### Worked Example 2

Let’s work out the hex value for the decimal number 109.

Will 4096 fit into 109? No, so we don’t have any of these, so we put a 0 in the 4096 column.

4096 | 256 | 16 | 1 |
---|---|---|---|

0 |

Will 256 fit into 109? No, so we don’t have any of these, so we put a 0 in the 256 column.

4096 | 256 | 16 | 1 |
---|---|---|---|

0 | 0 |

Will 16 fit into 20? Yes. How many times? 6 – so we put 6 in the 16 column.

4096 | 256 | 16 | 1 |
---|---|---|---|

0 | 0 | 6 |

6 x 16 is 96, so we have to take 96 away from 109. 109 – 96 = **13**.

Will 1 fit into 13? Yes. How many times? 13 of course, but what is the hex code for 13? Using the table near the start of this lesson we can see that it is D.

So we put D into the 1 column.

4096 | 256 | 16 | 1 |
---|---|---|---|

0 | 0 | 6 | D |

So, the hex value for 109 is **6D**.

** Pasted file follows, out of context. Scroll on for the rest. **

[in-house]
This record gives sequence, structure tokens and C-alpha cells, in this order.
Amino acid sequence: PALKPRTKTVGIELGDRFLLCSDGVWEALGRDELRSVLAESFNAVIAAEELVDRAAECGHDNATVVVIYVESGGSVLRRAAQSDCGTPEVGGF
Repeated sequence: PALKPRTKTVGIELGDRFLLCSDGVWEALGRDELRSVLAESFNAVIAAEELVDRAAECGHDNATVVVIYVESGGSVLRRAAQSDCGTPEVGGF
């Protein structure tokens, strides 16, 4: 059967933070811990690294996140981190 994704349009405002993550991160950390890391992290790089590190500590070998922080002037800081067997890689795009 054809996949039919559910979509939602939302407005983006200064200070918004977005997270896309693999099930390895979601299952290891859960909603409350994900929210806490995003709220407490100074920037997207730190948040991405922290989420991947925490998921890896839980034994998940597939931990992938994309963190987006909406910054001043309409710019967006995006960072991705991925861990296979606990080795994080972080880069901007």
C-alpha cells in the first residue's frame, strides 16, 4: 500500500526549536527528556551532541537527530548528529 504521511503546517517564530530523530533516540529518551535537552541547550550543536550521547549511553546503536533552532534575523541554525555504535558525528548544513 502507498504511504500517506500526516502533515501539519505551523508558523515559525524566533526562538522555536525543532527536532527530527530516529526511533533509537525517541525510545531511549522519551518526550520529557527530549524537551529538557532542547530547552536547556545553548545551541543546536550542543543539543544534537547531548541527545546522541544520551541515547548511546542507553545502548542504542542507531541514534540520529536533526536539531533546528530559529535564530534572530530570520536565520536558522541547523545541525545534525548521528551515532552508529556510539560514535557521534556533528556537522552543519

### Worked Example 3

Let’s try one last number. A really big one this time. Let’s try 5078.

Will 4096 fit into 5078? Yes. How many times? 1 – so we put 1 in the 4096 column.

4096 | 256 | 16 | 1 |
---|---|---|---|

1 |

Now we have to take 4096 away from 5078. 4096 – 5078 = **982**.

Will 256 fit into 982? Yes. How many times? 3 – so we put 3 in the 256 column.

4096 | 256 | 16 | 1 |
---|---|---|---|

1 | 3 |

3 x 256 is 768, so we have to take 768 away from 982. 982 – 768 = **214**.

Will 16 fit into 214? Yes. How many times? 13 – but what is the hex code for 13? Using the table near the start of this lesson we can see that it is D.

So we put D in the 16 column.